Athena - godess of war and so the female counterpart to Ares/Mars (only with a
 more scrupulous reputation)

Now that would be insanely cool! With a nice reference to Digital Mars too :) -- Niko Korhonen SW Developer
Oct 11 2005
parent Trevor Parscal <Trevor_member pathlink.com> writes:
In article <dii9pm$l85$1 digitaldaemon.com>, Niko Korhonen says...
pragma wrote:
 Janus - god of doorways, beginnings and endings

That's slightly too Javaish because it starts with a J. For some reason the Java people have a strong compulsion to name all their software J-something. I don't know if it's a part of Sun's Java EULA or something ('8.7 The party hereby referred to as You must name all digital intellectual property hereby referred to as Software You create with the digital intellectual property copyrighted by Sun Microsystems hereby referred to as Java Software J-Something').
 Athena - godess of war and so the female counterpart to Ares/Mars (only with a
 more scrupulous reputation)

Now that would be insanely cool! With a nice reference to Digital Mars too :) -- Niko Korhonen SW Developer

Yes, but.. AthenaOS is already taken.. :) http://savannah.nongnu.org/projects/athena/ Thanks, Trevor Parscal
Oct 12 2005
prev sibling next sibling parent "Ameer Armaly" <ameer_armaly hotmail.com> writes:
"Trevor Parscal" <Trevor_member pathlink.com> wrote in message 
news:dih930$28uc$1 digitaldaemon.com...
 An Operating System In D...

expert.
 - execute several different kinds of compiled code (DDL seems to help 
 here)
 - has garbage collection (D's GC should work)
 - perhaps an exokernel design (http://pdos.csail.mit.edu/exo.html)

 Name...
 Honestly, as long as it's not an achronym, I am all for it... So, name 
 ideas
 anyone?

 Thanks,
 Trevor Parscal 

Oct 11 2005
prev sibling next sibling parent reply Carotinho <carotinobg yahoo.it> writes:
Trevor Parscal wrote:

 An Operating System In D...
 
 I have extreme ambition, tons of ideas, programming skills, and enough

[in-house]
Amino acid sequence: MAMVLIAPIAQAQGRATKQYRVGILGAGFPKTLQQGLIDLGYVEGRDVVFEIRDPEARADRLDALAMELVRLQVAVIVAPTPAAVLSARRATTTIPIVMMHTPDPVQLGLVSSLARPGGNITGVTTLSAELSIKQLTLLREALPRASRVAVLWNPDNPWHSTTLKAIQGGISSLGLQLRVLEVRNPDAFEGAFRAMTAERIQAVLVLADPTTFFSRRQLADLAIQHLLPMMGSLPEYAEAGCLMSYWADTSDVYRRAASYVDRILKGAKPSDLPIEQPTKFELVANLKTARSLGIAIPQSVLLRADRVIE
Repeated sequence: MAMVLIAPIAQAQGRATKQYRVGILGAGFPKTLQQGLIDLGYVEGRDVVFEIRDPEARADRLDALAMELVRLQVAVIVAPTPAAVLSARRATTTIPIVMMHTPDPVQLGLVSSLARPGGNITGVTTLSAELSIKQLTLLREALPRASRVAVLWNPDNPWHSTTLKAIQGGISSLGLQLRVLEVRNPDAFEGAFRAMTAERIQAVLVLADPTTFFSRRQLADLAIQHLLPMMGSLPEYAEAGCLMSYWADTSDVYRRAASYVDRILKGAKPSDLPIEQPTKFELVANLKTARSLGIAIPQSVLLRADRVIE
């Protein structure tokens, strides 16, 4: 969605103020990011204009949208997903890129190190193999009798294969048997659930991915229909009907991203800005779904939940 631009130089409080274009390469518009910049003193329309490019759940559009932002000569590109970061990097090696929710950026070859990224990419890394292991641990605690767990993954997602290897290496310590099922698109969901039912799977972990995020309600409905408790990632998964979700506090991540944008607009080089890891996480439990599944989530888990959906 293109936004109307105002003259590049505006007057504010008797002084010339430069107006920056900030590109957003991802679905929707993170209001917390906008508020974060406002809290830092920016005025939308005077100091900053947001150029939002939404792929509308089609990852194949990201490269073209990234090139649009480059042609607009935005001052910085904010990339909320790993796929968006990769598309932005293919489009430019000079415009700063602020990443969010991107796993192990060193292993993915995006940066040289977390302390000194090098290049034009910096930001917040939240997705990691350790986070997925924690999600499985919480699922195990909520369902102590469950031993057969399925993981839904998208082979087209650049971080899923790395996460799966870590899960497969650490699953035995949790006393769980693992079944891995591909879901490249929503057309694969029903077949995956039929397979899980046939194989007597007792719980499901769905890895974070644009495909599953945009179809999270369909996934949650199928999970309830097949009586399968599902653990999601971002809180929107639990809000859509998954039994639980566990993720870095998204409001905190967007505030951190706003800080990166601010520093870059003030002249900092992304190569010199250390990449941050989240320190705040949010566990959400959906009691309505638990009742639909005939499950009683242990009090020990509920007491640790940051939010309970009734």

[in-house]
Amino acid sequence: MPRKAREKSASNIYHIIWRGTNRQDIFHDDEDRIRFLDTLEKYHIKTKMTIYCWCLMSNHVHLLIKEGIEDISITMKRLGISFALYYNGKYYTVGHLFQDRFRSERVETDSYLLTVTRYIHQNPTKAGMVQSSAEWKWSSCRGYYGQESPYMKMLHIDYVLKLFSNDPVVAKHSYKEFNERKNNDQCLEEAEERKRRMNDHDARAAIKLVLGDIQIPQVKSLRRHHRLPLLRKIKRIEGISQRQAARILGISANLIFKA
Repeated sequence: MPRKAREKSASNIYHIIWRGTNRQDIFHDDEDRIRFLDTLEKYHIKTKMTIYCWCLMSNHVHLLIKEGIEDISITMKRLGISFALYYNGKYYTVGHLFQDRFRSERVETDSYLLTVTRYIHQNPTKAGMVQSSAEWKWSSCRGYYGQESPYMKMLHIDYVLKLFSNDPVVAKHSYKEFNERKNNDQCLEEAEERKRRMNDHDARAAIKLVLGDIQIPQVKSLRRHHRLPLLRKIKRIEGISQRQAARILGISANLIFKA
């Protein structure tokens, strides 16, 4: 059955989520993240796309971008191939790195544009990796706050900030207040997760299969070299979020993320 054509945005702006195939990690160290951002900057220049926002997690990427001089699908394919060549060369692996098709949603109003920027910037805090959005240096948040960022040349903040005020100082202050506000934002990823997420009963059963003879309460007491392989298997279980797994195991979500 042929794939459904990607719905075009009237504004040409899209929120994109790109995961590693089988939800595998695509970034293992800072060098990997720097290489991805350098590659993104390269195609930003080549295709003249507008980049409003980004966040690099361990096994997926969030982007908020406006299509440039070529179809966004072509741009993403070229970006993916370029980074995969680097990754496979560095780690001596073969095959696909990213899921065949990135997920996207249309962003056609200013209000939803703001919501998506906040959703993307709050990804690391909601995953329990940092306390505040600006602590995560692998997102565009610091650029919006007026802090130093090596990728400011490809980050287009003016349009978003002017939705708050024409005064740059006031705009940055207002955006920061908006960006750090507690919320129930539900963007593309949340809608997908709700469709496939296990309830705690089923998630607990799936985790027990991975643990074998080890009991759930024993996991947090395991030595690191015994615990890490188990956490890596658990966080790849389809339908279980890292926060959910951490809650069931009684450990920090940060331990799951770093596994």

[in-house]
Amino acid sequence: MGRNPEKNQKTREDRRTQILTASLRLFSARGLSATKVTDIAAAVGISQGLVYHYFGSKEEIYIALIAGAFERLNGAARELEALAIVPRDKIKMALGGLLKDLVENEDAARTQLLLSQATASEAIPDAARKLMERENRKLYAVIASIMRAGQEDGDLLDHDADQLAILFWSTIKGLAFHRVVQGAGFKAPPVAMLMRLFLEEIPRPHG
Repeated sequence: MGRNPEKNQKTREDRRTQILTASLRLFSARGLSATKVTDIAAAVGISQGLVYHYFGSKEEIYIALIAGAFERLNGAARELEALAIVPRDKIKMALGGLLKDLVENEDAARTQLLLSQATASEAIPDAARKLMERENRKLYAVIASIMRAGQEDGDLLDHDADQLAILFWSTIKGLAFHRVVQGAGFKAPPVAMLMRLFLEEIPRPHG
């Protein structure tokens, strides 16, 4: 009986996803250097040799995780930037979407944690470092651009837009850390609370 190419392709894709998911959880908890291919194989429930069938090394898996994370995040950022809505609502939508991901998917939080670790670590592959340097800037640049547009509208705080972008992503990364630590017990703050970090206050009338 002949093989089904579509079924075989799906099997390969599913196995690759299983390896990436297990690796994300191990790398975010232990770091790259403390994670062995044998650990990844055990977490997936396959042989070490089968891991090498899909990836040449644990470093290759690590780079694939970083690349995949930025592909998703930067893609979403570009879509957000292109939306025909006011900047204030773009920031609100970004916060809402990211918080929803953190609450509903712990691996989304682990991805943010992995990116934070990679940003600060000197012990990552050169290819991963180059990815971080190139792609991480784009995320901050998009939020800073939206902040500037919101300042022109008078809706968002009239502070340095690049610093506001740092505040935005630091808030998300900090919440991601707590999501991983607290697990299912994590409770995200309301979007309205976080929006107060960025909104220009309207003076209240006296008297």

time to make a consistent effort. Perhaps I could get some help from some
 of you guys, and get a proof of concept together... Like pragma said...
 And yes, I have seen, and played with the beginings of a kernel in D that
 are posted on that wiki, and they should help us to get something together
 as well.
 
 Idea...
 A kernel
 - execute several different kinds of compiled code (DDL seems to help
 here) - has garbage collection (D's GC should work)
 - perhaps an exokernel design (http://pdos.csail.mit.edu/exo.html)
 
 Name...
 Honestly, as long as it's not an achronym, I am all for it... So, name
 ideas anyone?

I'd put the garbage collector in the kernel, and if you want some memory, you have to ask him the permission! So there is one big gc for everyone. No ideas about shared libs etc. though... Carotinho
Oct 11 2005
parent reply James Dunne <james.jdunne gmail.com> writes:
In article <dihjg2$4pc$1 digitaldaemon.com>, Carotinho says...
Trevor Parscal wrote:

 An Operating System In D...
 
 I have extreme ambition, tons of ideas, programming skills, and enough
 time to make a consistent effort. Perhaps I could get some help from some
 of you guys, and get a proof of concept together... Like pragma said...
 And yes, I have seen, and played with the beginings of a kernel in D that
 are posted on that wiki, and they should help us to get something together
 as well.
 
 Idea...
 A kernel
 - execute several different kinds of compiled code (DDL seems to help
 here) - has garbage collection (D's GC should work)
 - perhaps an exokernel design (http://pdos.csail.mit.edu/exo.html)
 
 Name...
 Honestly, as long as it's not an achronym, I am all for it... So, name
 ideas anyone?

I'd put the garbage collector in the kernel, and if you want some memory, you have to ask him the permission! So there is one big gc for everyone. No ideas about shared libs etc. though... Carotinho